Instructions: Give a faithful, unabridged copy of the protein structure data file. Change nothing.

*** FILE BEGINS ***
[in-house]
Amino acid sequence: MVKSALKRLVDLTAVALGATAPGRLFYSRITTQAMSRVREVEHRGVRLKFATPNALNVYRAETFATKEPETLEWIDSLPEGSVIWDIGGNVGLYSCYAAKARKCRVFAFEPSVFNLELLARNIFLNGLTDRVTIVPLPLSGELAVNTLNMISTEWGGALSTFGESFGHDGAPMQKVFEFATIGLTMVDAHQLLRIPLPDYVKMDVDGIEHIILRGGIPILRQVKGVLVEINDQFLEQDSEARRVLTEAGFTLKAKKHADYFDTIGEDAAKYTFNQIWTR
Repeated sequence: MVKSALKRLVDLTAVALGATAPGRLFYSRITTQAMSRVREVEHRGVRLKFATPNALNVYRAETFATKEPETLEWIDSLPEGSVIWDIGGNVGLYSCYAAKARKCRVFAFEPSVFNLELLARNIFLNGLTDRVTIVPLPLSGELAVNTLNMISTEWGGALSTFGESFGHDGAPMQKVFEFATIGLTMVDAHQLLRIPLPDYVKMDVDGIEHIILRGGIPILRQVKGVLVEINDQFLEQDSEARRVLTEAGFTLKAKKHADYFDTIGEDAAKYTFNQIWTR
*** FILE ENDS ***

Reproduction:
[in-house]
Amino acid sequence: MVKSALKRLVDLTAVALGATAPGRLFYSRITTQAMSRVREVEHRGVRLKFATPNALNVYRAETFATKEPETLEWIDSLPEGSVIWDIGGNVGLYSCYAAKARKCRVFAFEPSVFNLELLARNIFLNGLTDRVTIVPLPLSGELAVNTLNMISTEWGGALSTFGESFGHDGAPMQKVFEFATIGLTMVDAHQLLRIPLPDYVKMDVDGIEHIILRGGIPILRQVKGVLVEINDQFLEQDSEARRVLTEAGFTLKAKKHADYFDTIGEDAAKYTFNQIWTR
Repeated sequence: MVKSALKRLVDLTAVALGATAPGRLFYSRITTQAMSRVREVEHRGVRLKFATPNALNVYRAETFATKEPETLEWIDSLPEGSVIWDIGGNVGLYSCYAAKARKCRVFAFEPSVFNLELLARNIFLNGLTDRVTIVPLPLSGELAVNTLNMISTEWGGALSTFGESFGHDGAPMQKVFEFATIGLTMVDAHQLLRIPLPDYVKMDVDGIEHIILRGGIPILRQVKGVLVEINDQFLEQDSEARRVLTEAGFTLKAKKHADYFDTIGEDAAKYTFNQIWTR